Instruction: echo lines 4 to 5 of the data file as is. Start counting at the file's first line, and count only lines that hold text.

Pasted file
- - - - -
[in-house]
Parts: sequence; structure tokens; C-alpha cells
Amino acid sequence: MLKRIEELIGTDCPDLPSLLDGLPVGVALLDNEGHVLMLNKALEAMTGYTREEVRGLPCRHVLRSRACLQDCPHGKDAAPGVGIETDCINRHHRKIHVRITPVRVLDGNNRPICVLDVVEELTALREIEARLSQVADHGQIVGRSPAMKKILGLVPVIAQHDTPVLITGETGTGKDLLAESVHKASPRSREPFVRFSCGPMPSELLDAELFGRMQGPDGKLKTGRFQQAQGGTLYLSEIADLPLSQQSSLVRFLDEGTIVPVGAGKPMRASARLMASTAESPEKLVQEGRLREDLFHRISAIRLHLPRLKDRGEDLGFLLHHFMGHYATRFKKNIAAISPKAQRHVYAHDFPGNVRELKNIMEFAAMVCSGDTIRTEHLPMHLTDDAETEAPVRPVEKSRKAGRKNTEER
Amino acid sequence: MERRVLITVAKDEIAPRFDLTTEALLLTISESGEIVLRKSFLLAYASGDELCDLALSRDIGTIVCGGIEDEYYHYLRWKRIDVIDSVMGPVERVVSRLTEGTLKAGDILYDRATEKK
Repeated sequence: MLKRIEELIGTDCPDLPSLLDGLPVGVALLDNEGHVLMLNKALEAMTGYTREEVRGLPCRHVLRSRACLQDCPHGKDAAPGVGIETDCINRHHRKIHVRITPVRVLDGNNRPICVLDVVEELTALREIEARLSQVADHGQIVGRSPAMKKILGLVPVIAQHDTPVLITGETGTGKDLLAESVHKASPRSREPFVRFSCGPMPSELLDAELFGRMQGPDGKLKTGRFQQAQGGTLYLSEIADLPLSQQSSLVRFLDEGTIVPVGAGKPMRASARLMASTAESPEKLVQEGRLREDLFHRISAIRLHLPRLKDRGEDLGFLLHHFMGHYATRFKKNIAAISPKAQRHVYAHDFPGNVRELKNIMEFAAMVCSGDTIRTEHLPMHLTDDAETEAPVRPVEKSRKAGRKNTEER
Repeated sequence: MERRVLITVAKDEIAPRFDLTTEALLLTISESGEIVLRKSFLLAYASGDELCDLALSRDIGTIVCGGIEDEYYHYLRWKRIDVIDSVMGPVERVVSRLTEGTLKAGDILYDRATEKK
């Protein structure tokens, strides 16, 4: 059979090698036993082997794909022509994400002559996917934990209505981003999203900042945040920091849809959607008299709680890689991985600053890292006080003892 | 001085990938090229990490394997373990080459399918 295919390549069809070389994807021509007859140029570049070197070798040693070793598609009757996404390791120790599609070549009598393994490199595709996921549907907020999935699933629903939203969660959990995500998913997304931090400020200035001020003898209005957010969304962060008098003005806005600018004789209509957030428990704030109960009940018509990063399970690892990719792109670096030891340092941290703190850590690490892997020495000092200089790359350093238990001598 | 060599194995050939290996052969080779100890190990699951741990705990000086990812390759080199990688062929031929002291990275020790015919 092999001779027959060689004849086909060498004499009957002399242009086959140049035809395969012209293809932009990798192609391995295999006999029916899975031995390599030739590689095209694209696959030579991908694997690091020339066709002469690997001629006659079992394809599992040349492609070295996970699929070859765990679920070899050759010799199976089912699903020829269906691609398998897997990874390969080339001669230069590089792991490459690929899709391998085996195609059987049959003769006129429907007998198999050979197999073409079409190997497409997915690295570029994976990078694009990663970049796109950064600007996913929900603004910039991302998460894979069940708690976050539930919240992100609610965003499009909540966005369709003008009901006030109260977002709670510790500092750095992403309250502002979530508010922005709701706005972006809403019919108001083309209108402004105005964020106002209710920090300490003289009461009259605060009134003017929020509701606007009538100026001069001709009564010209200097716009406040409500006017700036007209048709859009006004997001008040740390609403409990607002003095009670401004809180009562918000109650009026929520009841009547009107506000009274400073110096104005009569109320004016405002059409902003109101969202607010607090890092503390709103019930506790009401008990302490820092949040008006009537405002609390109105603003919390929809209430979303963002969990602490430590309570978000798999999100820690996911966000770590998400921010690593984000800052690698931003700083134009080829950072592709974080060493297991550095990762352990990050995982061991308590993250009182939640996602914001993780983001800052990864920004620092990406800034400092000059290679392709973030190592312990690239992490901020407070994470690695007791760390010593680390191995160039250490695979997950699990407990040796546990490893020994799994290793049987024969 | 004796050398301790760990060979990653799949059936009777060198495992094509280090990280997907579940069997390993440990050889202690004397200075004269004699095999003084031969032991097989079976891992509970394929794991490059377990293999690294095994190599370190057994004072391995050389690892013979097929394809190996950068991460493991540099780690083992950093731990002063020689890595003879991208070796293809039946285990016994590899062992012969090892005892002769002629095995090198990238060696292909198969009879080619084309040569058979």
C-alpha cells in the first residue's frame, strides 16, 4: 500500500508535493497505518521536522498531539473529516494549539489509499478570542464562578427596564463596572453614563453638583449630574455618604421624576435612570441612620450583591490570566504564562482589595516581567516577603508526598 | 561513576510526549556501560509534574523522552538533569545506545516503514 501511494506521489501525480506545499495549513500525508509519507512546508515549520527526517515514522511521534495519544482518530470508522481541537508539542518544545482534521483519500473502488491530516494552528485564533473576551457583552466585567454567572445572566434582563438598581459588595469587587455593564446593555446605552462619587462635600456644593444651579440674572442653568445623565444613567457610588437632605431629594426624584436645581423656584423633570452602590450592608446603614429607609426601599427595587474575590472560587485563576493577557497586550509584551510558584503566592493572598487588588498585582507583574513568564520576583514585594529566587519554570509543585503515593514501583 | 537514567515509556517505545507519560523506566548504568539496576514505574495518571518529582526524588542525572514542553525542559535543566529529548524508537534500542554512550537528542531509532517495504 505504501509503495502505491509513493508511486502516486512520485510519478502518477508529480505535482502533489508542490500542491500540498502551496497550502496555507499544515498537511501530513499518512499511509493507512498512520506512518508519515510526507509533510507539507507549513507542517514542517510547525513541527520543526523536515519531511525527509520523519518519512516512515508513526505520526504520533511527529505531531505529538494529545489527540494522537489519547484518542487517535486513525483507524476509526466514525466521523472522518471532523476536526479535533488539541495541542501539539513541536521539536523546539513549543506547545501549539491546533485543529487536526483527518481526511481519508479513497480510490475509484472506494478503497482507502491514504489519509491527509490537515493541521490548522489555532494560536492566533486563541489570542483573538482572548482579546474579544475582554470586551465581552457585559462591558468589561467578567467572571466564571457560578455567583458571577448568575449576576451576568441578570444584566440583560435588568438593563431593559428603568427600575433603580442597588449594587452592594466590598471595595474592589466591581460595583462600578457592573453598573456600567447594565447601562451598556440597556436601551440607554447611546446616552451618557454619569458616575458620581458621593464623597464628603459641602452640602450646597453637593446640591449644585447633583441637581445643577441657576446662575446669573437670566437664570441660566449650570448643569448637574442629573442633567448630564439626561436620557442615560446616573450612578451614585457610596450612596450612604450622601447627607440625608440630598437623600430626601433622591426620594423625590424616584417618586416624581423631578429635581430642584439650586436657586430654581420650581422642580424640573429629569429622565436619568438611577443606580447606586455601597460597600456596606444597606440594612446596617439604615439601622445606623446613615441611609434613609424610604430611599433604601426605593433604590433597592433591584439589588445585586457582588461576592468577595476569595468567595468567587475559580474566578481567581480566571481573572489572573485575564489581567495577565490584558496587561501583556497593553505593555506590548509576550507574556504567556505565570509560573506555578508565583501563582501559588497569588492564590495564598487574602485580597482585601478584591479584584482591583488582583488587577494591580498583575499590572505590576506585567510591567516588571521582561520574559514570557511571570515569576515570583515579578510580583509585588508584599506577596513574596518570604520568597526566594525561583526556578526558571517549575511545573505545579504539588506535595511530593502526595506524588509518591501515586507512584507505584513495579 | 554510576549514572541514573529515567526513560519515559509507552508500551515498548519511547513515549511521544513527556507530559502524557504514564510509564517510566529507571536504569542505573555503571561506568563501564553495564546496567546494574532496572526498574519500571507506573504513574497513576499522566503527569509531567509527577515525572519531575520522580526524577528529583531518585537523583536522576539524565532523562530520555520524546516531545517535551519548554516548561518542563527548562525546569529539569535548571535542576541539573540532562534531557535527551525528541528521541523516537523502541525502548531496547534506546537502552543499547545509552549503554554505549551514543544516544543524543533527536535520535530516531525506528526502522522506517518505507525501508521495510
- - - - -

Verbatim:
Amino acid sequence: MERRVLITVAKDEIAPRFDLTTEALLLTISESGEIVLRKSFLLAYASGDELCDLALSRDIGTIVCGGIEDEYYHYLRWKRIDVIDSVMGPVERVVSRLTEGTLKAGDILYDRATEKK
Repeated sequence: MLKRIEELIGTDCPDLPSLLDGLPVGVALLDNEGHVLMLNKALEAMTGYTREEVRGLPCRHVLRSRACLQDCPHGKDAAPGVGIETDCINRHHRKIHVRITPVRVLDGNNRPICVLDVVEELTALREIEARLSQVADHGQIVGRSPAMKKILGLVPVIAQHDTPVLITGETGTGKDLLAESVHKASPRSREPFVRFSCGPMPSELLDAELFGRMQGPDGKLKTGRFQQAQGGTLYLSEIADLPLSQQSSLVRFLDEGTIVPVGAGKPMRASARLMASTAESPEKLVQEGRLREDLFHRISAIRLHLPRLKDRGEDLGFLLHHFMGHYATRFKKNIAAISPKAQRHVYAHDFPGNVRELKNIMEFAAMVCSGDTIRTEHLPMHLTDDAETEAPVRPVEKSRKAGRKNTEER